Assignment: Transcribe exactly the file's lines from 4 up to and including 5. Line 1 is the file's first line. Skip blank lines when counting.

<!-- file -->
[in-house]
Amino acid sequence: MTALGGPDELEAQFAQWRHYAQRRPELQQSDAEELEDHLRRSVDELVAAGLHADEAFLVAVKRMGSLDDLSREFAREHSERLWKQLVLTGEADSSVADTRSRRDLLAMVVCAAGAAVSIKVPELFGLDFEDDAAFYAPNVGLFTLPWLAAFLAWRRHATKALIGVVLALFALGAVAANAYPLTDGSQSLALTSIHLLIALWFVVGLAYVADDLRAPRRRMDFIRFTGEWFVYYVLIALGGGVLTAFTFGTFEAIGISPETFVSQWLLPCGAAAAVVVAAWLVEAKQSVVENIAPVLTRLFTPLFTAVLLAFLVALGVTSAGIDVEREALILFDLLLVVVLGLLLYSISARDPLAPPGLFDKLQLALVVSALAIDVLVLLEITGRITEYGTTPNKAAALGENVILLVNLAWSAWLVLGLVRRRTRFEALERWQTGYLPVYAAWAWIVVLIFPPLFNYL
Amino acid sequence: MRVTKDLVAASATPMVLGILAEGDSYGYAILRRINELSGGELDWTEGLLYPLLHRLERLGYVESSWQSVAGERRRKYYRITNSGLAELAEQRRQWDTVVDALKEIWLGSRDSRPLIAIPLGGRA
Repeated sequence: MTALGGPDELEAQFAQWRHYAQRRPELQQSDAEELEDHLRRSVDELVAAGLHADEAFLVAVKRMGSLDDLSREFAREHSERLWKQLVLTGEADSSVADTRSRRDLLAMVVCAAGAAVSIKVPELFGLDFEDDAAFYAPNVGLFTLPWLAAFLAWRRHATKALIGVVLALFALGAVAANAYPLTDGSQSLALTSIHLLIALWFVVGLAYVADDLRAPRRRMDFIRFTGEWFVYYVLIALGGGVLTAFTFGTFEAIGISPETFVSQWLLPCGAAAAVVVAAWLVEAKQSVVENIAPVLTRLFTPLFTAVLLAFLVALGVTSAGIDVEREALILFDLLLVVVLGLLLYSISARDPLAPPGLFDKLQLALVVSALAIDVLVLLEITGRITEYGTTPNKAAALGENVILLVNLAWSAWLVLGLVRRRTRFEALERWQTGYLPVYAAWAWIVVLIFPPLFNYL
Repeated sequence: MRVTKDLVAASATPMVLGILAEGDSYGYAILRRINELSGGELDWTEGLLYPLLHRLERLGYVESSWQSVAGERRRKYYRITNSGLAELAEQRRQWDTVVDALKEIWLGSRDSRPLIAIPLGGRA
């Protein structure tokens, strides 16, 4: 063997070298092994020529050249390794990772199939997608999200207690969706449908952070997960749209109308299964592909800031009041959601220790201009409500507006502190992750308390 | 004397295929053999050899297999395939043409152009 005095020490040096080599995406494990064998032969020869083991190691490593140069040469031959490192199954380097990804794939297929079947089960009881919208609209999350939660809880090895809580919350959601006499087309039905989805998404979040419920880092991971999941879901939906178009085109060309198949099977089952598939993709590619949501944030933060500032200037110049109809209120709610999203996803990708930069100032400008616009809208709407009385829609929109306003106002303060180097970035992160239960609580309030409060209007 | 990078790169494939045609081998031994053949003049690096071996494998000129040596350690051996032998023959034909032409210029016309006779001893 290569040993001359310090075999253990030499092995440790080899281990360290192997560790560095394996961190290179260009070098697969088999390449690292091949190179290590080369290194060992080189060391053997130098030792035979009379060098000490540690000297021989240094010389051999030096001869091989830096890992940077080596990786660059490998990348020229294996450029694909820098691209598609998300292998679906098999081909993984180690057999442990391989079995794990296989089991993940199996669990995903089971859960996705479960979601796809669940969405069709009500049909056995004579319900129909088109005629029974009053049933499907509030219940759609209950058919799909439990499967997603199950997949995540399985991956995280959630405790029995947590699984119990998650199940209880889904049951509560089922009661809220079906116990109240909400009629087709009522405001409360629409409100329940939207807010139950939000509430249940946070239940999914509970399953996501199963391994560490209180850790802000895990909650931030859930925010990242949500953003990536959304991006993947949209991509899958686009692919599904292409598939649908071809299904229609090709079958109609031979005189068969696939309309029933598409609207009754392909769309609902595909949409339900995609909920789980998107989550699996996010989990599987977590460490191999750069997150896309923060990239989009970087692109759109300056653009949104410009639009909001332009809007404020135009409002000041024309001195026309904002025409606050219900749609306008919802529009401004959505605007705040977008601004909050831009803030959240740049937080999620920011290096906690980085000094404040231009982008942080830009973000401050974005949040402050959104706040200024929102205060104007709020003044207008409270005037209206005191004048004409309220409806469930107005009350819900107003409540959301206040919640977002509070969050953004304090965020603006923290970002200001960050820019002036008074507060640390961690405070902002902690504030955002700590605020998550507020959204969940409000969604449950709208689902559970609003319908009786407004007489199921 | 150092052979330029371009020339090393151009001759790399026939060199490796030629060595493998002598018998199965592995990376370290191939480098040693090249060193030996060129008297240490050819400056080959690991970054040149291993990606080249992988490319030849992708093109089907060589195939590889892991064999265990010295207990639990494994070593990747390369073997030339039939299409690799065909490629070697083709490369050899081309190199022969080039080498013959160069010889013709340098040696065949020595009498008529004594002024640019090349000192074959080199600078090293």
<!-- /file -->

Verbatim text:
Repeated sequence: MTALGGPDELEAQFAQWRHYAQRRPELQQSDAEELEDHLRRSVDELVAAGLHADEAFLVAVKRMGSLDDLSREFAREHSERLWKQLVLTGEADSSVADTRSRRDLLAMVVCAAGAAVSIKVPELFGLDFEDDAAFYAPNVGLFTLPWLAAFLAWRRHATKALIGVVLALFALGAVAANAYPLTDGSQSLALTSIHLLIALWFVVGLAYVADDLRAPRRRMDFIRFTGEWFVYYVLIALGGGVLTAFTFGTFEAIGISPETFVSQWLLPCGAAAAVVVAAWLVEAKQSVVENIAPVLTRLFTPLFTAVLLAFLVALGVTSAGIDVEREALILFDLLLVVVLGLLLYSISARDPLAPPGLFDKLQLALVVSALAIDVLVLLEITGRITEYGTTPNKAAALGENVILLVNLAWSAWLVLGLVRRRTRFEALERWQTGYLPVYAAWAWIVVLIFPPLFNYL
Repeated sequence: MRVTKDLVAASATPMVLGILAEGDSYGYAILRRINELSGGELDWTEGLLYPLLHRLERLGYVESSWQSVAGERRRKYYRITNSGLAELAEQRRQWDTVVDALKEIWLGSRDSRPLIAIPLGGRA